# Moore space

## Homology

A topological space $M$ with a unique non-trivial reduced homology group:

$$\widetilde{H} _ {k} ( M) = G ; \ \ \widetilde{H} _ {i} ( M) = 0 ,\ \ i \neq k .$$

If $K ( \mathbf Z , n )$ is the Eilenberg–MacLane space of the group of integers $\mathbf Z$ and $M _ {k} ( G)$ is the Moore space with $\widetilde{H} _ {k} ( M _ {k} ( G) ) = G$, then

$$\lim\limits _ {N \rightarrow \infty } \ \left [ \Sigma ^ {N+} k X , K ( \mathbf Z , N + n ) \wedge M _ {k} ( G) \right ] \cong H ^ {n} ( X , G ) ,$$

that is, $\{ K ( \mathbf Z , n ) \wedge M _ {k} ( G) \}$ is the spectrum of the cohomology theory $H ^ {*} ( , G )$. This allows one to extend the idea of cohomology with arbitrary coefficients to a generalized cohomology theory. For any spectrum $E$, the spectrum $E \wedge M _ {k} ( G)$ defines a cohomology theory $( E \wedge M _ {k} ( G) ) ^ {*}$, called the $E ^ {*}$- cohomology theory with coefficient group $G$. For the definition of generalized homology theories with coefficients in a group $G$, the so-called co-Moore space $M ^ {k} ( G)$ is used, which is characterized by

$$\widetilde{H} {} ^ {k} ( M ^ {k} ( G) ) = G ,\ \ \widetilde{H} {} ^ {i} ( M ^ {k} ( G) ) = 0 ,\ \ i \neq k .$$

For example, the group $\pi _ {i} ( X , G ) = [ M ^ {k} ( G) , X ]$ is called the homotopy group of the space $X$ with coefficients in $G$. However, the space $M ^ {k} ( G)$ does not exist for all pairs $( G , k )$. If $G$ is a finitely-generated group, then $M ^ {k} ( G)$ does exist.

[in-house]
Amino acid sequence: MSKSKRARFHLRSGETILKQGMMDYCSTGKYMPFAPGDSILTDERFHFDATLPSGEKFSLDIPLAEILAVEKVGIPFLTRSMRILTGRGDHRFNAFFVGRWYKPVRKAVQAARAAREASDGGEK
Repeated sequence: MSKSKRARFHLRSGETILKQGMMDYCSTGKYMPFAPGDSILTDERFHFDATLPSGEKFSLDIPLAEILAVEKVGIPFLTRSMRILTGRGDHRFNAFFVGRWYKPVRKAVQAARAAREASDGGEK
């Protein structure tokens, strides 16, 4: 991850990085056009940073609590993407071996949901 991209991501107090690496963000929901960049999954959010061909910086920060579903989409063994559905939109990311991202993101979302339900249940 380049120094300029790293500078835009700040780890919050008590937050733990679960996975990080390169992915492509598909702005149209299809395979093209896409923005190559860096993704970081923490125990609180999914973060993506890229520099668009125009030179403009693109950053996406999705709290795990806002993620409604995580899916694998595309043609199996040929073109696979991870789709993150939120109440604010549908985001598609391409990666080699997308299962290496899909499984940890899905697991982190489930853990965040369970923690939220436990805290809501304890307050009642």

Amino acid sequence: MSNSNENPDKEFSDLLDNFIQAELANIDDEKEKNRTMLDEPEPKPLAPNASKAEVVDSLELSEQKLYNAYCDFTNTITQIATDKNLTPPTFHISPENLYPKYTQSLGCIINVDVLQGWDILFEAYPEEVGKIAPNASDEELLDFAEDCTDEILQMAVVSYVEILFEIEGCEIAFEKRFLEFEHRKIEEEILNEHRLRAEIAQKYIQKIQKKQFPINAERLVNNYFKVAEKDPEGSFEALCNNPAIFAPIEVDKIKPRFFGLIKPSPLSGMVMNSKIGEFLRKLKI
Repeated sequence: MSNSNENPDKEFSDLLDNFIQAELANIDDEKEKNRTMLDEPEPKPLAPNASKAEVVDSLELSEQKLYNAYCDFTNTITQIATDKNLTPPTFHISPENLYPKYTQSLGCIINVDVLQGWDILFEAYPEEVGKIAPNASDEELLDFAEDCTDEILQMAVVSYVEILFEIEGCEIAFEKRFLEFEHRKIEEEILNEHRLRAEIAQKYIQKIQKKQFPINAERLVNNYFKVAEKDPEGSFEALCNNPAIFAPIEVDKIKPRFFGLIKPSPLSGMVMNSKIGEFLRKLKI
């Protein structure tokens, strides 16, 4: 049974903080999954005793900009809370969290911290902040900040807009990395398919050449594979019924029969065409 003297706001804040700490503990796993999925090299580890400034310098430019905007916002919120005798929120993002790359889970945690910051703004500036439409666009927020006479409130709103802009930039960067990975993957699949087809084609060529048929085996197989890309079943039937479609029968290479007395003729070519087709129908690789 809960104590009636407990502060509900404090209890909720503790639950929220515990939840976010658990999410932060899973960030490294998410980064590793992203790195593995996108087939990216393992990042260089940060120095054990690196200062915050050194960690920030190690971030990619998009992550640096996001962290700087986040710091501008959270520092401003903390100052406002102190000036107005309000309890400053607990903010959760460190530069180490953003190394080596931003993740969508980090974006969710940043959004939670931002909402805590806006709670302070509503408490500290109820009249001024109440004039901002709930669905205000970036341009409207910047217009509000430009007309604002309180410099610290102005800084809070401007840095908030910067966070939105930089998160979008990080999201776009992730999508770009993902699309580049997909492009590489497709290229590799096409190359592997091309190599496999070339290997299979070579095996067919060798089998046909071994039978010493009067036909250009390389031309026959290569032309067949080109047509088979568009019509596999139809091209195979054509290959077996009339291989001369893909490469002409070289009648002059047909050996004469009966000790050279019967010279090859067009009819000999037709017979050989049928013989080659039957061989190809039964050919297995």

#### References

 [1] J.C. Moore, "On homotopy groups of spaces with a single non-vanishing homotopy group" Ann. of Math. , 59 : 3 (1954) pp. 549–557

For a construction of a Moore space as a CW-complex with one zero cell and further only cells in dimensions $n$ and $n + 1$, cf. [a1]. The Eilenberg–MacLane space $K ( G , n )$ can be obtained from the Moore space $M ( G , n )$ by killing the higher homotopy groups.

#### References

 [a1] B. Gray, "Homotopy theory. An introduction to algebraic topology" , Acad. Press (1975) pp. §17

## General topology

In general topology, a Moore space is a regular space with a development: a sequence $\{ {\mathcal U} _ {n} \} _ {n}$ of open coverings such that for every $x$ and every open set $O$ containing $x$ there is an $n$ such that $$\mathop{\rm St} ( x , {\mathcal U} _ {n} ) = \cup \{ {U \in {\mathcal U} _ {n} } : {x \in U } \} \subseteq O ;$$ (in other words, $\{ \mathop{\rm St} ( x , {\mathcal U} _ {x} ) \} _ {n}$ is a neighbourhood base at $x$.)

The idea of a development can be found in [a4] (Axiom 1). Moore spaces are generalizations of metric spaces and one can show that collectionwise normal Moore spaces are metrizable [a2]. The question whether every normal Moore space is metrizable generated lots of research; its solution is described in [a3].

#### References

 [a2] R.H. Bing, "Metrization of topological spaces" Canad. J. Math. , 3 (1951) pp. 175–186 [a3] W.G. Fleissner, "The normal Moore space conjecture and large cardinals" K. Kunen (ed.) J.E. Vaughan (ed.) , Handbook of Set-Theoretic Topology , North-Holland (1984) pp. 733–760 [a4] R.L. Moore, "Foundations of point set theory" , Amer. Math. Soc. (1962)
How to Cite This Entry:
Moore space. Encyclopedia of Mathematics. URL: http://encyclopediaofmath.org/index.php?title=Moore_space&oldid=51474
This article was adapted from an original article by A.F. Kharshiladze (originator), which appeared in Encyclopedia of Mathematics - ISBN 1402006098. See original article